Travel Tips: You can opt to dress up in a kimono during the ceremony which you can rent from a nearby store that Camellia Garden is partnered with. Discounts are available for Camellia Garden guests. More info on their website here.
The ancient Fushimi Inari Shrine was constructed in the 8th century as a dedication to the Shinto deity Inari, the god of rice. It is considered to be the mother of all shrines in Japan and sits at the base of Mt. Inari, a sacred mountain which many hike to the top. You can follow the magical path to the top (or at least the beginning of it) along the thousands of vermilion torii gates which have been donated by individuals and business people praying for fortune and prosperity.
Travel Tips: This is one of the most visited sites in Japan. It’s more often busy than not so the earlier you go in the morning the better!
Nijo Castle is one of the best sights for a cultural experience in Kyoto. The castle is a glimpse into Japan’s longest era of peace and stability overseen by the last shogunate, the Tokugawa. Built in 1603 as a residence, the castle houses 2 palaces, Ninomaru and Honmaru, and gardens. Moats and stone walls protected its inhabitants from unwanted guests, but the castle’s incredible nightingale floors were what rang the alarm bells by singing a warning when an intruder slipped past security. The different rooms also showcase wall paintings of historical importance to the castle, with tigers often used as a scary backdrop to intimidate lower ranking guests and officers. Audio guides are available for rent and are recommended to get a detailed description of the exhibits as you walk through.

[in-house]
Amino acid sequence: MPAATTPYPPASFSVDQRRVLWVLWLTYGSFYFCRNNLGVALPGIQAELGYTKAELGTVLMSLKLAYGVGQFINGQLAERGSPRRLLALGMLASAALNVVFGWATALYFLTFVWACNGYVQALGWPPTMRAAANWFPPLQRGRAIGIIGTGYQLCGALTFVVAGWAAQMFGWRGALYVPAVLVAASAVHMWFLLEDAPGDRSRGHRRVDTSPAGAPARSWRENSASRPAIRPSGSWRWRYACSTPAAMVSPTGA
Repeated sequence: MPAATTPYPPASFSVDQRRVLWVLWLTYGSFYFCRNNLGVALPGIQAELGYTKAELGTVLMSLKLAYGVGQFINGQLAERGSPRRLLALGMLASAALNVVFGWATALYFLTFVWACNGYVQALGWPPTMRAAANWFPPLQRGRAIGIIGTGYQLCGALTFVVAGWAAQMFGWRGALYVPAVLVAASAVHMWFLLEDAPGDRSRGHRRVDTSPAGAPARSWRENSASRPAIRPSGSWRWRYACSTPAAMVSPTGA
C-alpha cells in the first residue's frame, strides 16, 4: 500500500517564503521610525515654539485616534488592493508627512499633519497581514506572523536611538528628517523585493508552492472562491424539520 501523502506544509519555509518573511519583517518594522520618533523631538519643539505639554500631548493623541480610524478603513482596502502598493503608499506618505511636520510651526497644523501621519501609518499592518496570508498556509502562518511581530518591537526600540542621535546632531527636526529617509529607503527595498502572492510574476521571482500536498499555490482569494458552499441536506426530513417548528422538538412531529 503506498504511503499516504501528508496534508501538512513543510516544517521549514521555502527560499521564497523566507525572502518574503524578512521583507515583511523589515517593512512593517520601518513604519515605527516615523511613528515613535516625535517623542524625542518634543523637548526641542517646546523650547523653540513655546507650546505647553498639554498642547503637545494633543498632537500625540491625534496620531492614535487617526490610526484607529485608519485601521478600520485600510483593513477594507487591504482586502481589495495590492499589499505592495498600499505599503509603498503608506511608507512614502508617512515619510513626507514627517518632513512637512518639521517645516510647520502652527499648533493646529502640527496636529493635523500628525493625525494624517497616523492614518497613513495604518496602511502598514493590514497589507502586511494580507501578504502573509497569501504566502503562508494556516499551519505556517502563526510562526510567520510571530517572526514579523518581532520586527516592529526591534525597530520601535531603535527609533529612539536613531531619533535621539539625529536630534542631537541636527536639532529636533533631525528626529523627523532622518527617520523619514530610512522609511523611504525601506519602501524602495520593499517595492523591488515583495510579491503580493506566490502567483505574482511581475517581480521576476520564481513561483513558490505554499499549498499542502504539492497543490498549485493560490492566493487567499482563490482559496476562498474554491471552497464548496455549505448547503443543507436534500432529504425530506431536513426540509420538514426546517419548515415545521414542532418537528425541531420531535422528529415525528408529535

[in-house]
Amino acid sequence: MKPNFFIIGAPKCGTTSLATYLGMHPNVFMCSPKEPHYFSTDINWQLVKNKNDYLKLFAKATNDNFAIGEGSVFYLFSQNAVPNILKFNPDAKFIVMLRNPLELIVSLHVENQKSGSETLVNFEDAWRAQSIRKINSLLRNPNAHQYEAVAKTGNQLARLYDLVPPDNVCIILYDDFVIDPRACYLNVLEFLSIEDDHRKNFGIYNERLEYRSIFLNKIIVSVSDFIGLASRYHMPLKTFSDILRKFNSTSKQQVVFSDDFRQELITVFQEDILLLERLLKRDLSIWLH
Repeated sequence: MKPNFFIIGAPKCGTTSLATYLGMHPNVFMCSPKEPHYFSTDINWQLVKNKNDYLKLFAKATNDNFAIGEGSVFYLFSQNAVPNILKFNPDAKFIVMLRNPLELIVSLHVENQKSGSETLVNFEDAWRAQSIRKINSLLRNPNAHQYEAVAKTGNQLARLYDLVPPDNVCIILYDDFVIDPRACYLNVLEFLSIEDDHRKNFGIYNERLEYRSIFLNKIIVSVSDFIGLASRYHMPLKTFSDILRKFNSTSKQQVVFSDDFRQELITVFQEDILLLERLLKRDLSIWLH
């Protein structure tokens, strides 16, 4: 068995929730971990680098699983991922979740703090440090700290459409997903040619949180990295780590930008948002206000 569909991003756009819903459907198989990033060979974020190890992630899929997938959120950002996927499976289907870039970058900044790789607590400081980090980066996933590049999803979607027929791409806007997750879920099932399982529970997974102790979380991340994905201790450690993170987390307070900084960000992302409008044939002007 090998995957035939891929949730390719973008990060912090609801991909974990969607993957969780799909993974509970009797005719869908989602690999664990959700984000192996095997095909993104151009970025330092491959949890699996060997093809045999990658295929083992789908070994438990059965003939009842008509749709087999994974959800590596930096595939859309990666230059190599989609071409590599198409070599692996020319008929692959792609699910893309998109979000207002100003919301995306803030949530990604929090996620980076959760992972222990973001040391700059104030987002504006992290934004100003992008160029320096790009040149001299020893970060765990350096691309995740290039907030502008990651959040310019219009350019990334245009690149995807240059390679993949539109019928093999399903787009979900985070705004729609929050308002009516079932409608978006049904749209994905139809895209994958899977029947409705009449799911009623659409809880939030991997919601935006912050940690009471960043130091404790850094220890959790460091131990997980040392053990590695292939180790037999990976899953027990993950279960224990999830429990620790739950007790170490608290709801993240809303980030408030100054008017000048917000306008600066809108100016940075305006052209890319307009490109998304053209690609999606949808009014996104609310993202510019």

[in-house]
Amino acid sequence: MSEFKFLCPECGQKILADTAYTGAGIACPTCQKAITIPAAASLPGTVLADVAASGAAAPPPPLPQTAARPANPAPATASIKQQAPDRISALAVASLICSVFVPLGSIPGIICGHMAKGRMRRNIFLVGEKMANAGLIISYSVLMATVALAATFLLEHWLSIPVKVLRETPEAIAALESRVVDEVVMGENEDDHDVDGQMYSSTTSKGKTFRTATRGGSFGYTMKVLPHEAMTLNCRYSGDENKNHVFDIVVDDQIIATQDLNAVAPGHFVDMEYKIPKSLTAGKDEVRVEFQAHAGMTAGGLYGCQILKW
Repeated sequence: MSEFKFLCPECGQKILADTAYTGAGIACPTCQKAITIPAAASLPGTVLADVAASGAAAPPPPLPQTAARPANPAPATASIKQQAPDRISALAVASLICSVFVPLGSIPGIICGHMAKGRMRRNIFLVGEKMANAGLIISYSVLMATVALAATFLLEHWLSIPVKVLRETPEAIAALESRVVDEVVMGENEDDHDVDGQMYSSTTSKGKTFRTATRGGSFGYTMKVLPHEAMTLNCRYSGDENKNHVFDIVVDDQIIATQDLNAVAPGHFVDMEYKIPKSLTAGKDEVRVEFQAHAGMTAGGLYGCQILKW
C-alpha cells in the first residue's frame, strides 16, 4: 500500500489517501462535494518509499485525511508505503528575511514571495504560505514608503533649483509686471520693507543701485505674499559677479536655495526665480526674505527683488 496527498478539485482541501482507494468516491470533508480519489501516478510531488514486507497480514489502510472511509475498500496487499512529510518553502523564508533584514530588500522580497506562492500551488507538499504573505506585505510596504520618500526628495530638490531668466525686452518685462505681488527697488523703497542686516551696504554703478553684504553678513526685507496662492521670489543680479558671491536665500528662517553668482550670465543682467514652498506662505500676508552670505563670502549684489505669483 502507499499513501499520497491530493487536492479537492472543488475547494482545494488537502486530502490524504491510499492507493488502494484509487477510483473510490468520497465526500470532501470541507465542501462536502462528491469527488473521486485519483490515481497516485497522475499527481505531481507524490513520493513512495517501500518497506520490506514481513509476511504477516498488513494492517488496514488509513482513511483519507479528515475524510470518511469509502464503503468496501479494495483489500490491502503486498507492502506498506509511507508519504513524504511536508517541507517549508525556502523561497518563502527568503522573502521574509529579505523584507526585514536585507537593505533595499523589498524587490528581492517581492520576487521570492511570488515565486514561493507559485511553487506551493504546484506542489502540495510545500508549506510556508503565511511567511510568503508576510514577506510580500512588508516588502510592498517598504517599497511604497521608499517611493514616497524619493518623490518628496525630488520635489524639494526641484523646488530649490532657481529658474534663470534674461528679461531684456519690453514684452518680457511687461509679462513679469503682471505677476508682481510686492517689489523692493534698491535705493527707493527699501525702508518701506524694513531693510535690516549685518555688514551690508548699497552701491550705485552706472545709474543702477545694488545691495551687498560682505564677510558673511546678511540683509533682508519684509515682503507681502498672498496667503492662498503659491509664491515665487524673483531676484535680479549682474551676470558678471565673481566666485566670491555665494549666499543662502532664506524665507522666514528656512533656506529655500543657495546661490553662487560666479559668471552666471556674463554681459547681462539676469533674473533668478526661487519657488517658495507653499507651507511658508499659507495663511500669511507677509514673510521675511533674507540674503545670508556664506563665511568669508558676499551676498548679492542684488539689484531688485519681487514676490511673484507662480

Travel Tips: Make sure to check opening hours as they vary throughout the year. When walking inside the palaces, one has to remove their shoes and follow a path. It is also not allowed to take pictures and videos inside the palace.
Wander in the Arashiyama Bamboo Grove. If you think you’re going to be hiking through the forest appreciating earth’s serene calm and seeing all the colors of the wind, then think again! This is probably one of the most visited spots in Kyoto. It is yes, as stunning as you’ve probably seen in pictures (including Amir’s which is my absolute favorite photo ever!). However, I’m not quite sure how so many photographers have managed to capture its ethereal beauty without the throngs of people doing the same. Hence why it’s recommended to visit super early in the morning to beat the crowds. The grove is roughly an hour’s drive from Kyoto Station so make the most of your precious time in the area. The Monkey Park is a fun and interactive experience that comes with some exercise as one has to hike up the hill to see the monkeys in their natural habitat. The view from the top is postcard perfect. You can also enjoy breathtaking views of the Hozugawa River aboard the Sagano Romantic Train which you can hop on the way to the grove or afterwards.